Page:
About the book:
Remote, rugged, and spectacularly majestic, with stunning alpine meadows and jagged peaks that soar beyond ten thousand feet, North Cascades National Park is one of the Pacific Northwest’s crown jewels. This first full-length account chronicles its creation, just in time for the park’s 50th anniversary in 2018.
The North Cascades range benefited from geographic isolation that shielded its mountains from extensive resource extraction and development. Efforts to establish a park began as early as 1892, but gained traction after World War II as economic affluence sparked national interest in wilderness preservation and growing concerns about the impact of harvesting timber to meet escalating postwar housing demand.
As the environmental movement matured, conservationists sought to establish a national park that prioritized wilderness. Concerned about the National Park Service’s policy favoring development for tourism and the US Forest Service’s policy promoting logging in the national forests, they leveraged a changing political environment and the evolving environmental values of the natural resource agencies to achieve the goal of permanent wilderness protection. Their grassroots activism became increasingly sophisticated, eventually leading to the compromise that resulted in the 1968 creation of Washington’s magnificent third national park.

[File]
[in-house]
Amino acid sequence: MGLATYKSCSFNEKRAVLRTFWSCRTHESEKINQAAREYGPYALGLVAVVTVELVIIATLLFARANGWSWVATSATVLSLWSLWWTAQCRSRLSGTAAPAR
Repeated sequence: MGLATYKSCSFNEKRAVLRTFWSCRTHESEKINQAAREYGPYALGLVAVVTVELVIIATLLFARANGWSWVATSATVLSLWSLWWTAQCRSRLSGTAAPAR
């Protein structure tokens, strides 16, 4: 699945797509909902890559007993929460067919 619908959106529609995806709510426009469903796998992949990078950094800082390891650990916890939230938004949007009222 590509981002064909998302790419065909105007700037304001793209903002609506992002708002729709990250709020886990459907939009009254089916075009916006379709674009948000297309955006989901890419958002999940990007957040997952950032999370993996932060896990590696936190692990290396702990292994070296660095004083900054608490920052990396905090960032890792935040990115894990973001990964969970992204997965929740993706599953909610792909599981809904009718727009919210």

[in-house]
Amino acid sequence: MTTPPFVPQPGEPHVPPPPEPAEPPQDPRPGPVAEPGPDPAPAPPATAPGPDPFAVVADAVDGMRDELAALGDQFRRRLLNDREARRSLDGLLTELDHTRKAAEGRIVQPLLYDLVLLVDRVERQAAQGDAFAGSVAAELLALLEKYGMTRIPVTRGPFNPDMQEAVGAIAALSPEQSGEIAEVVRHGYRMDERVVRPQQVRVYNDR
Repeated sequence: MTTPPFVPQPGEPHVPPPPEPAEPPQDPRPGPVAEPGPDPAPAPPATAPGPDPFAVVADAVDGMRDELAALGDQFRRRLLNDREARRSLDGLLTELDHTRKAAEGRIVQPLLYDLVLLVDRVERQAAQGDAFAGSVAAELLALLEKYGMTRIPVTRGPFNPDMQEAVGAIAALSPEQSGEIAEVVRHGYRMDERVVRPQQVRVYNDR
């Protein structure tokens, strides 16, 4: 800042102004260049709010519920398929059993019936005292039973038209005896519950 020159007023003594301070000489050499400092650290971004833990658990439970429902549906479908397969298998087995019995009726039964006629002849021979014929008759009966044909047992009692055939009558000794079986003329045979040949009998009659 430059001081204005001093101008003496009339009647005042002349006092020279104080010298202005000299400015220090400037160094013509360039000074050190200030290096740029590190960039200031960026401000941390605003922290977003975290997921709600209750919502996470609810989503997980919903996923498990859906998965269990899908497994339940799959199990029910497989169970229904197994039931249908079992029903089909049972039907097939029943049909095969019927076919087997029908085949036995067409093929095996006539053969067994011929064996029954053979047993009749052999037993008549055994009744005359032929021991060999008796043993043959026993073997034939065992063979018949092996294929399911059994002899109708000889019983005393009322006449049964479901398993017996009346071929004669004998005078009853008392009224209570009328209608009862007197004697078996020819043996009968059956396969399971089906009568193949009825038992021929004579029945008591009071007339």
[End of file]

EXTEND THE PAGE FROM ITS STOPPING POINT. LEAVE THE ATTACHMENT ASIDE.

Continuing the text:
What they’re saying:
“Lauren Danner’s engaging treatise on the North Cascade Mountain Range provides a window into the history of federal land management and its impact on the West in the twentieth century….A highly readable book for those interested in how America’s federal landscape is shaped.” — Lincoln Bramwell, PhD, Chief Historian, United States Forest Service
“This is an uplifting story for our times. It is not only scholarly, it is inspiring.” — Mike McCloskey, former executive director, Sierra Club, and author of Conserving Oregon’s Environment: Breakthroughs that Made History
“An engaging history of the movement to create North Cascades National Park… The story is not as well-known as it deserves to be.” — Chris Johnson, historian, National Park Service, Pacific West Regional Office, Seattle